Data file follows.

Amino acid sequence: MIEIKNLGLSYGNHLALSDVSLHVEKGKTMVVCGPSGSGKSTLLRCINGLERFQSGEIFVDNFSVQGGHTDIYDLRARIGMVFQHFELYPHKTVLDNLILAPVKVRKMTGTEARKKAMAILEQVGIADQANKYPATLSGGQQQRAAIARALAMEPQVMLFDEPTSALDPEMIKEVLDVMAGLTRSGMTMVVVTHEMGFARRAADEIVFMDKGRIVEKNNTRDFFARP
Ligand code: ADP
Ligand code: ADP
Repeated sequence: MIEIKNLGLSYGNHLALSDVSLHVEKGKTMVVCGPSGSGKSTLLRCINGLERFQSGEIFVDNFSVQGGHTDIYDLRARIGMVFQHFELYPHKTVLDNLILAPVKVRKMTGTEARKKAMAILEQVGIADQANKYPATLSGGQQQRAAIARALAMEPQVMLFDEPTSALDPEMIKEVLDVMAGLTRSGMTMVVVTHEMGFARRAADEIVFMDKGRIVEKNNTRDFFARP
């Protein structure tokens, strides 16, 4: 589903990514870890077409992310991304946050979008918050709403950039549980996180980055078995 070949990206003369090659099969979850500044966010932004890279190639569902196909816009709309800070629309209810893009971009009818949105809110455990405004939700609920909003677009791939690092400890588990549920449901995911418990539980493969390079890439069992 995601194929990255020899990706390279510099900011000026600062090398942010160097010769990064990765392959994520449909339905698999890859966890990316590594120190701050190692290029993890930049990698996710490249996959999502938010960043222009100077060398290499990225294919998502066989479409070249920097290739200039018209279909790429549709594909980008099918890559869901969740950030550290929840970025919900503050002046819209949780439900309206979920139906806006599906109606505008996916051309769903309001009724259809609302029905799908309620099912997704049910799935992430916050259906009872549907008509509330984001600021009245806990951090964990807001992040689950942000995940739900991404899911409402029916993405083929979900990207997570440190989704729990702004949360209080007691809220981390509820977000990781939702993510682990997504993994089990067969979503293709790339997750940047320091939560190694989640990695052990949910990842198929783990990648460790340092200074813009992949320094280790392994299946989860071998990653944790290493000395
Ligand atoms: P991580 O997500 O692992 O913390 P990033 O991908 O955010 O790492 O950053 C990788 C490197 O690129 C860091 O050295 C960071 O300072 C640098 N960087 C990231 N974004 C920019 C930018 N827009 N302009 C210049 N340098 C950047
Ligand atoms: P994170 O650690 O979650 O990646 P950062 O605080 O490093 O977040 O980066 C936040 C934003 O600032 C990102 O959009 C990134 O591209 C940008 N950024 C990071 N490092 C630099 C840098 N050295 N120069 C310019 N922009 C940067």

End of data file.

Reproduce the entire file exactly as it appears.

Amino acid sequence: MIEIKNLGLSYGNHLALSDVSLHVEKGKTMVVCGPSGSGKSTLLRCINGLERFQSGEIFVDNFSVQGGHTDIYDLRARIGMVFQHFELYPHKTVLDNLILAPVKVRKMTGTEARKKAMAILEQVGIADQANKYPATLSGGQQQRAAIARALAMEPQVMLFDEPTSALDPEMIKEVLDVMAGLTRSGMTMVVVTHEMGFARRAADEIVFMDKGRIVEKNNTRDFFARP
Ligand code: ADP
Ligand code: ADP
Repeated sequence: MIEIKNLGLSYGNHLALSDVSLHVEKGKTMVVCGPSGSGKSTLLRCINGLERFQSGEIFVDNFSVQGGHTDIYDLRARIGMVFQHFELYPHKTVLDNLILAPVKVRKMTGTEARKKAMAILEQVGIADQANKYPATLSGGQQQRAAIARALAMEPQVMLFDEPTSALDPEMIKEVLDVMAGLTRSGMTMVVVTHEMGFARRAADEIVFMDKGRIVEKNNTRDFFARP
């Protein structure tokens, strides 16, 4: 589903990514870890077409992310991304946050979008918050709403950039549980996180980055078995 070949990206003369090659099969979850500044966010932004890279190639569902196909816009709309800070629309209810893009971009009818949105809110455990405004939700609920909003677009791939690092400890588990549920449901995911418990539980493969390079890439069992 995601194929990255020899990706390279510099900011000026600062090398942010160097010769990064990765392959994520449909339905698999890859966890990316590594120190701050190692290029993890930049990698996710490249996959999502938010960043222009100077060398290499990225294919998502066989479409070249920097290739200039018209279909790429549709594909980008099918890559869901969740950030550290929840970025919900503050002046819209949780439900309206979920139906806006599906109606505008996916051309769903309001009724259809609302029905799908309620099912997704049910799935992430916050259906009872549907008509509330984001600021009245806990951090964990807001992040689950942000995940739900991404899911409402029916993405083929979900990207997570440190989704729990702004949360209080007691809220981390509820977000990781939702993510682990997504993994089990067969979503293709790339997750940047320091939560190694989640990695052990949910990842198929783990990648460790340092200074813009992949320094280790392994299946989860071998990653944790290493000395
Ligand atoms: P991580 O997500 O692992 O913390 P990033 O991908 O955010 O790492 O950053 C990788 C490197 O690129 C860091 O050295 C960071 O300072 C640098 N960087 C990231 N974004 C920019 C930018 N827009 N302009 C210049 N340098 C950047
Ligand atoms: P994170 O650690 O979650 O990646 P950062 O605080 O490093 O977040 O980066 C936040 C934003 O600032 C990102 O959009 C990134 O591209 C940008 N950024 C990071 N490092 C630099 C840098 N050295 N120069 C310019 N922009 C940067």